In the early 1980s, documents obtained by the Indiana Department of Environmental Management showed the area near Beck's Lake was used by industry as a dump. IDEM recommended analyzing soil samples. In 1989, EPA took soil samples from around the lake and inspected the site to find out if it qualified for either a state or federal cleanup program. Based on the amount of contamination found in these early studies, IDEM evaluated the site in 1996 for inclusion on the NPL. They determined there was no need for further federal action, based on an evaluation that primarily considered the site's potential to affect drinking water. Since the city does not draw municipal water from the area and there was no evidence of drinking wells, IDEM referred the site to the Indiana Brownfields program for investigation and cleanup.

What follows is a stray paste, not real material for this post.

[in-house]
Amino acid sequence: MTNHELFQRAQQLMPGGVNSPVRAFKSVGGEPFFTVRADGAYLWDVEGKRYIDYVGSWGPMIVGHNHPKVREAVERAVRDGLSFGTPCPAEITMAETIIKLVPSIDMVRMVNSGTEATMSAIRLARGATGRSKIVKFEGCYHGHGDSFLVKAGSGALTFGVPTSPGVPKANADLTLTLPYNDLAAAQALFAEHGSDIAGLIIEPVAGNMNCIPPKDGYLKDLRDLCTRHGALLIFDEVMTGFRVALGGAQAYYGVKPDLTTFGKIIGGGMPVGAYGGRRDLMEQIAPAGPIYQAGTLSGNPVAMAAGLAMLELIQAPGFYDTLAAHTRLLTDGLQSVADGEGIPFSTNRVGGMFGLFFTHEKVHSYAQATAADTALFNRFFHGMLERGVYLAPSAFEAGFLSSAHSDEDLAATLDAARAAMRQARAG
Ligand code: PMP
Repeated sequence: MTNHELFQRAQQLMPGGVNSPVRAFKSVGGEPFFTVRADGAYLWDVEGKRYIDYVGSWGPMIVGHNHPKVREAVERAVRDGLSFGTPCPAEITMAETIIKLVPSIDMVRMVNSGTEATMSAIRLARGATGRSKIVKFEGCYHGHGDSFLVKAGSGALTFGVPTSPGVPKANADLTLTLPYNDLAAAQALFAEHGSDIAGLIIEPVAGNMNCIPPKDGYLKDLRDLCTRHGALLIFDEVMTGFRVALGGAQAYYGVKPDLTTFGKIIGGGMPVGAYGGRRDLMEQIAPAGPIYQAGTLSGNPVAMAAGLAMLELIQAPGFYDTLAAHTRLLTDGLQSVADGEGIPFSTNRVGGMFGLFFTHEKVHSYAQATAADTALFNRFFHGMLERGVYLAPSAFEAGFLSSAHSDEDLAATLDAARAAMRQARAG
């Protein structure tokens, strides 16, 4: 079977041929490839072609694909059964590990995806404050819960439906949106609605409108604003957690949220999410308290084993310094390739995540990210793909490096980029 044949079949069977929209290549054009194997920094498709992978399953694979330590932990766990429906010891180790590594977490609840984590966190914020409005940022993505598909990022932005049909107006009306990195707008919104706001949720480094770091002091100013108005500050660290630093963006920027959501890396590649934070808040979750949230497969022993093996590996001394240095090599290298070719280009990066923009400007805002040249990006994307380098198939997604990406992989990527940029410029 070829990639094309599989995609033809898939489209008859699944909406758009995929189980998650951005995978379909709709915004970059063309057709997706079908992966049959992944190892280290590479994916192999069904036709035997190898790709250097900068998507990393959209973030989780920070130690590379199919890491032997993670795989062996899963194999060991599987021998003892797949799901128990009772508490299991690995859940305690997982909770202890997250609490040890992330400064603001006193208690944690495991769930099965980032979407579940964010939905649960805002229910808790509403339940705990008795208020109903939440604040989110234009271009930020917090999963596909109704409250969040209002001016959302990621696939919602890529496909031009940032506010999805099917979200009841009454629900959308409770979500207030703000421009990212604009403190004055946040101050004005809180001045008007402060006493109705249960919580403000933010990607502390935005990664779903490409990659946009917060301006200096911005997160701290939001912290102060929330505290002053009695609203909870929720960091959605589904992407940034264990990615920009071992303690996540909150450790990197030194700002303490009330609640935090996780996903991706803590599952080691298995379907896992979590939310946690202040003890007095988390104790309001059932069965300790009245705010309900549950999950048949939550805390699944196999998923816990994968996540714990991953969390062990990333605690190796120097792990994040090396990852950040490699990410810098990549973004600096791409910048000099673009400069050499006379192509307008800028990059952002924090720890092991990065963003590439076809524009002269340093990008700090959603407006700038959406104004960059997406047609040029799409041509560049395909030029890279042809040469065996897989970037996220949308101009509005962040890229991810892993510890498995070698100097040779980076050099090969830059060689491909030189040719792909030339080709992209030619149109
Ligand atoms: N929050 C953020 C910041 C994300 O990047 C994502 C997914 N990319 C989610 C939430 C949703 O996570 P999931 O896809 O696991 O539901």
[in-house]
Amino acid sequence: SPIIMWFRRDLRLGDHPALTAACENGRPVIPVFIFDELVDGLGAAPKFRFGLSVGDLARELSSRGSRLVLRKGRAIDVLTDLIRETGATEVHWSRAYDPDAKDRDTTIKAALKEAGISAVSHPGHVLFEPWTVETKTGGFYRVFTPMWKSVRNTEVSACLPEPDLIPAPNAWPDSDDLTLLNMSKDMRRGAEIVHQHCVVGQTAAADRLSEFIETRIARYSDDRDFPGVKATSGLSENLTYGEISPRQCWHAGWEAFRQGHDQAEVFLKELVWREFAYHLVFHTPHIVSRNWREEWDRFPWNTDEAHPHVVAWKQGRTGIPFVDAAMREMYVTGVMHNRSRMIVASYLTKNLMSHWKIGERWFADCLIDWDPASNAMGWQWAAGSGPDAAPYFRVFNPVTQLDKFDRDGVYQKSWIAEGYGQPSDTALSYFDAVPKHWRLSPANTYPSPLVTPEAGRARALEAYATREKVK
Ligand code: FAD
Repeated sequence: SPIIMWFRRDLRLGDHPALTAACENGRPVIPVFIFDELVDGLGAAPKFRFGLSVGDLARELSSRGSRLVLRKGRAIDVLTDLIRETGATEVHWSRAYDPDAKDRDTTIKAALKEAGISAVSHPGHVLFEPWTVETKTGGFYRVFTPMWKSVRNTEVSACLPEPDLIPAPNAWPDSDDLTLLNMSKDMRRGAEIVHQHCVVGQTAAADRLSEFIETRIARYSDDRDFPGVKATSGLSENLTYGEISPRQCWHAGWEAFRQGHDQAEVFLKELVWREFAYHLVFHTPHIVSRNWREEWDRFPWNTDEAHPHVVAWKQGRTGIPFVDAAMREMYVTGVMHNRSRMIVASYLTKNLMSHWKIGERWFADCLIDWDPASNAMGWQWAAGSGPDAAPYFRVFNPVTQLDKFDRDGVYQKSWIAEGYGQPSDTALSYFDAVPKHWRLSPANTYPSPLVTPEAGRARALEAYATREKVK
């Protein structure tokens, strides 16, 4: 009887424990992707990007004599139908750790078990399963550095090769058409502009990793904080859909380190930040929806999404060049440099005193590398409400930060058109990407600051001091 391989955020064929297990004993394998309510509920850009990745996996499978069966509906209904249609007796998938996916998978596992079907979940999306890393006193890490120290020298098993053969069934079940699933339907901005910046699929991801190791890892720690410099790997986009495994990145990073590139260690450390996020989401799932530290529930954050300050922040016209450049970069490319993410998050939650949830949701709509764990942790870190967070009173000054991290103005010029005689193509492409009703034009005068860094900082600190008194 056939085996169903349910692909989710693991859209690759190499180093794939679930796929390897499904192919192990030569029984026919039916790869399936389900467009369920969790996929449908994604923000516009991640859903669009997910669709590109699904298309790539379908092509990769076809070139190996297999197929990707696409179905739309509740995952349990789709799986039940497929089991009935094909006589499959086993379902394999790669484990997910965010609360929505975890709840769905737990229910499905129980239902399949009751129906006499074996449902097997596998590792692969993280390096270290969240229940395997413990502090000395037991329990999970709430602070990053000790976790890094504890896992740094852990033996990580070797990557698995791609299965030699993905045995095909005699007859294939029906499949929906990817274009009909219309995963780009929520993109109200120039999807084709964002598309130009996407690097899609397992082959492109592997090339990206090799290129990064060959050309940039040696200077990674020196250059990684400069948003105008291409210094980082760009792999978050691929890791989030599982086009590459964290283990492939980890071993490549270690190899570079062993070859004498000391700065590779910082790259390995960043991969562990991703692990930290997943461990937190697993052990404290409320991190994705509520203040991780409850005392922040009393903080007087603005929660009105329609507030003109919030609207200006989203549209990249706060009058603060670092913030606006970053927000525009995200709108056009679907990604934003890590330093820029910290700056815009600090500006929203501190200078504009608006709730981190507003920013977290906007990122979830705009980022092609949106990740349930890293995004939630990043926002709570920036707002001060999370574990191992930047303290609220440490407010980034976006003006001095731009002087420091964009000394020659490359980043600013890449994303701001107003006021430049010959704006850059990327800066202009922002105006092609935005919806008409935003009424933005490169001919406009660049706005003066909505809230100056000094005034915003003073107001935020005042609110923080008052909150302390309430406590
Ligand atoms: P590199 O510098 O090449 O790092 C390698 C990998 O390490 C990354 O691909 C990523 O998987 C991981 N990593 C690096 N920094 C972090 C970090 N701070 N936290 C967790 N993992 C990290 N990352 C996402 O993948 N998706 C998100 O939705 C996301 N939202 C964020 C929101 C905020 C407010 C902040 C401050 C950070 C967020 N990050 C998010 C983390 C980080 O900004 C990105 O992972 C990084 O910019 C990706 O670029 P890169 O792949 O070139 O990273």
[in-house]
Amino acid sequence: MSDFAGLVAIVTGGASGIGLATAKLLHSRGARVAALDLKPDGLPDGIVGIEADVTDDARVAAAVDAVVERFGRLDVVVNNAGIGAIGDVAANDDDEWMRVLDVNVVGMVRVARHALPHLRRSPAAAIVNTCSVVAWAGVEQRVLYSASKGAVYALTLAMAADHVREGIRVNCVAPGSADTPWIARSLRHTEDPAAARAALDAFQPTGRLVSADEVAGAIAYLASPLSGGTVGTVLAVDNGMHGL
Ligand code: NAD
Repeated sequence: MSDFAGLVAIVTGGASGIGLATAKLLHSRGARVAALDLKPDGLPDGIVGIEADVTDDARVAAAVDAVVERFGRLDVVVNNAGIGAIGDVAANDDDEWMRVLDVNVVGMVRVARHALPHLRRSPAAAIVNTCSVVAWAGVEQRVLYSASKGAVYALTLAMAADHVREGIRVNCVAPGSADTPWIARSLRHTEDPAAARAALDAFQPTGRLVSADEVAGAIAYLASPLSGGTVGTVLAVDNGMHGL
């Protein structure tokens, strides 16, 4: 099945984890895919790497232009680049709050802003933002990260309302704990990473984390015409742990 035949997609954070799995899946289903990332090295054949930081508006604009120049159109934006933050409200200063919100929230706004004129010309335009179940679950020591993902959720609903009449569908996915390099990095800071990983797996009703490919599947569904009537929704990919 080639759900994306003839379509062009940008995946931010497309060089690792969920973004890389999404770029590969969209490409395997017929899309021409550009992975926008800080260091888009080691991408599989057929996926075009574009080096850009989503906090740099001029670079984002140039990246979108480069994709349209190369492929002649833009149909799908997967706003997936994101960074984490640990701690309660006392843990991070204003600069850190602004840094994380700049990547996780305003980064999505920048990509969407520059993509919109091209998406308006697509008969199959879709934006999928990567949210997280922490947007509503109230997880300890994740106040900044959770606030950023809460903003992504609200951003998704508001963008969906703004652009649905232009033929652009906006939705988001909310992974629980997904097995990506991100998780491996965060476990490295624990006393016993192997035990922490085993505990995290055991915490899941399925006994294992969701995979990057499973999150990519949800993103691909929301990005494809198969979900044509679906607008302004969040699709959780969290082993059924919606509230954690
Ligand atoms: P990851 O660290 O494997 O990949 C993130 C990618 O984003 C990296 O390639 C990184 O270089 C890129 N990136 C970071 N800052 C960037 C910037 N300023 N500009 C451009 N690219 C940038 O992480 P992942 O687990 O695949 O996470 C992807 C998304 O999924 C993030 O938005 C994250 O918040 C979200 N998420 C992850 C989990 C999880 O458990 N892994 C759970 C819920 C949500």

In 2001, the City of South Bend asked IDEM's Brownfield Program to take samples in LaSalle Park and surrounding lots. Workers took about 20 samples, and some showed arsenic at levels slightly higher than normal IDEM recommended additional tests on the soil and on the fish in Beck's Lake.
Those tests, done in 2004, found the quality of the lake was poor, but no specific or additional fish advisory was issued. All lakes and streams in Indiana have a Level 2 fish advisory.

IDEM reassessed the site in 2006 and took more than 20 surface soil samples from residential and public properties around the Beck's Lake site. Seven of those samples were found to have arsenic more than three times higher than what would normally be expected. Samples from the park alone did not show contamination levels that would meet Superfund criteria, but EPA and IDEM decided to do additional soil testing at nearby homes.